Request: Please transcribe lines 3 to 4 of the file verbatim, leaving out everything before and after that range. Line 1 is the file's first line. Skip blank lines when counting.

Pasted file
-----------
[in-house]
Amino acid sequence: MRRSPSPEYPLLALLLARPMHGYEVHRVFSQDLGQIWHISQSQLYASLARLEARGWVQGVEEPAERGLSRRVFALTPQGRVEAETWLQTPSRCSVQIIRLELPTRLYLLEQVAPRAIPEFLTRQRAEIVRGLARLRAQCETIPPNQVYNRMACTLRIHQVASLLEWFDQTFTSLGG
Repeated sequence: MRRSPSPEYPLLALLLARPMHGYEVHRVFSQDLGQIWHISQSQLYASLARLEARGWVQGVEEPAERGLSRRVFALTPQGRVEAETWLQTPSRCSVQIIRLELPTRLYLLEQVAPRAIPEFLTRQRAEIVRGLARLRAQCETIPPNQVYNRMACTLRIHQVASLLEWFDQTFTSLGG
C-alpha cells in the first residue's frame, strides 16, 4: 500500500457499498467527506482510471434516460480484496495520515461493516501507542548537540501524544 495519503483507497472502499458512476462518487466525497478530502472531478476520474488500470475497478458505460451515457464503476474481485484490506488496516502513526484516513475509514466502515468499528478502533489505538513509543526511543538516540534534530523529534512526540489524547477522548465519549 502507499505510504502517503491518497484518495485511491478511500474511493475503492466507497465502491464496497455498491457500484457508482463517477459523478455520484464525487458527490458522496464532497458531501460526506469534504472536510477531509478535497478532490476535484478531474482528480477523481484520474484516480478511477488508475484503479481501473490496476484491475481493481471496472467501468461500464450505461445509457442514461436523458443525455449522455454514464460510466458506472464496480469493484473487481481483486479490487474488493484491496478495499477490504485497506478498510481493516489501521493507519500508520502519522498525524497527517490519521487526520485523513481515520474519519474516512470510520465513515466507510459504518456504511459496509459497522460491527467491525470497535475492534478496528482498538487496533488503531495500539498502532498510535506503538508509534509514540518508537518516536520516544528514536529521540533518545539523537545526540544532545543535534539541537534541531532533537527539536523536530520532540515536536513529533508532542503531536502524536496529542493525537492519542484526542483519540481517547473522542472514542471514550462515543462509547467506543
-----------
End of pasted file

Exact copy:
Repeated sequence: MRRSPSPEYPLLALLLARPMHGYEVHRVFSQDLGQIWHISQSQLYASLARLEARGWVQGVEEPAERGLSRRVFALTPQGRVEAETWLQTPSRCSVQIIRLELPTRLYLLEQVAPRAIPEFLTRQRAEIVRGLARLRAQCETIPPNQVYNRMACTLRIHQVASLLEWFDQTFTSLGG
C-alpha cells in the first residue's frame, strides 16, 4: 500500500457499498467527506482510471434516460480484496495520515461493516501507542548537540501524544 495519503483507497472502499458512476462518487466525497478530502472531478476520474488500470475497478458505460451515457464503476474481485484490506488496516502513526484516513475509514466502515468499528478502533489505538513509543526511543538516540534534530523529534512526540489524547477522548465519549 502507499505510504502517503491518497484518495485511491478511500474511493475503492466507497465502491464496497455498491457500484457508482463517477459523478455520484464525487458527490458522496464532497458531501460526506469534504472536510477531509478535497478532490476535484478531474482528480477523481484520474484516480478511477488508475484503479481501473490496476484491475481493481471496472467501468461500464450505461445509457442514461436523458443525455449522455454514464460510466458506472464496480469493484473487481481483486479490487474488493484491496478495499477490504485497506478498510481493516489501521493507519500508520502519522498525524497527517490519521487526520485523513481515520474519519474516512470510520465513515466507510459504518456504511459496509459497522460491527467491525470497535475492534478496528482498538487496533488503531495500539498502532498510535506503538508509534509514540518508537518516536520516544528514536529521540533518545539523537545526540544532545543535534539541537534541531532533537527539536523536530520532540515536536513529533508532542503531536502524536496529542493525537492519542484526542483519540481517547473522542472514542471514550462515543462509547467506543